This one is bad. It’s the only real word for it. The book is mostly bloodless and the unreliable narrator could’ve been cool if we were given more reason to distrust her. There’s a few red herrings but none of them are played up. The ending’s the worst part, and I think if she’d gotten away with it in the end, I would’ve forgiven this book some of it’s faults, but I guess Stine didn’t want to pull another Best Friend. I’m giving it one rat filled guitar out of five.


Happy Halloween!


Halloween, as we know, is the most magical time of the year. I’ve been consuming a lot of media this month, including some brand new podcasts and even reading a non-Stine related book, and in the past I’ve given my recommendations related to these things. I don’t plan on taking a break in November this year, though I will be going back to my every other week update for the conceivable future, so in the week while you’re waiting for the next chilling adventure, I suggest you check out this cool media:

Meddling Kids is a book inspired by Scooby-Doo and Lovecraft. The cover is vividly gorgeous, and the writing inside is strange, but ultimately weaves together a tale of friendship, fishmen, and fear. Set in 1990, it’s a perfect read for a fan of Fear Street.

Buzzfeed Unsolved is, for the five people who haven’t heard of it, a web series produced by Buzzfeed that focuses on unsolved mysteries and supernatural stories. A marathoned all the episodes in less than a day and love both the absolute drive to believe by Ryan and the relentless skepticism of Shane. If you’re looking for something spooky for Halloween, I recommend the Chilling Exorcism of Anneliese Michel, but they also have episodes on the O.J. Simpson case, Men in Black, and even the recent strange road trip of the Tromp family. For a fan of mysteries, it’s a must.

Ghostwatch maybe the most fascinating item on this list. Originally aired in 1992, it depicted an investigative team examining the strange haunting of a home in London. While initially harmless, with interviews from neighbors dressed up for Halloween, the haunting escalates until the ghost takes over all the cameras. It’s never had a repeated viewing on BBC, it started a War of the Worlds style hysteria, with people believing a ghost was invading their homes, and several cases of trauma popping up afterwards. Sawbones actually did an episode on the phenomenon it caused, and it’s worth a listen. Every year folks do a “seance” of sorts, starting their viewing of the program at the same time and going to Twitter under #ghostwatch. You’ll have to find a version yourself, but it’s worth a watch.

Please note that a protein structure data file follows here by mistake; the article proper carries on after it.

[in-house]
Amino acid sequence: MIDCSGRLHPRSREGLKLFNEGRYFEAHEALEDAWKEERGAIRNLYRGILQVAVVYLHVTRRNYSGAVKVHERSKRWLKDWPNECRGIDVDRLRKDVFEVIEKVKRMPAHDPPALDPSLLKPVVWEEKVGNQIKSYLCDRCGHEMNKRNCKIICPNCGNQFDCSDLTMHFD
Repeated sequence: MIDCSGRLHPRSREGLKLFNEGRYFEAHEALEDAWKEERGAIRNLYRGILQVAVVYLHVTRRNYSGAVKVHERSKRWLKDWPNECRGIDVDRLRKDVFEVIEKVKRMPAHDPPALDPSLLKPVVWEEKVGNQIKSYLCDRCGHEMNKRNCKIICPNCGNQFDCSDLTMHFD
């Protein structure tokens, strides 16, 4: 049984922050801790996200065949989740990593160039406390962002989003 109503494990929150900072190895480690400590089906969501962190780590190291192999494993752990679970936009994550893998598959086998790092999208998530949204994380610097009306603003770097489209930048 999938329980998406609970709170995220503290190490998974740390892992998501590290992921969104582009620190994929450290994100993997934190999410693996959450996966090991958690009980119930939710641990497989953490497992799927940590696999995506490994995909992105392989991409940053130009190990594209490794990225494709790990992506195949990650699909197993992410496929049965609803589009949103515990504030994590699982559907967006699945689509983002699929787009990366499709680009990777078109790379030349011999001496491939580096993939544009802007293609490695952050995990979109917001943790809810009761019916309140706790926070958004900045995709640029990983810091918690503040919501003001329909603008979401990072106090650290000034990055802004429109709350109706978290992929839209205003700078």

For some reason I’ve become obsessed with exorcisms over this month, and I started listening to Wondery’s deep dive into the Exorcist movie, titled Inside the Exorcist. Four of seven episodes have been released, and they cover all the factors that went into making the exorcist, from the author that wrote the original book, from the case that inspired it, to the life of the director who made it. Done partially as a narrative and partially as a documentary, it jumps between times and focuses and creates a chilling picture of one of the scariest movies of all time. If you don’t know anything about the creation of the movie or are just curious, I recommend checking it out.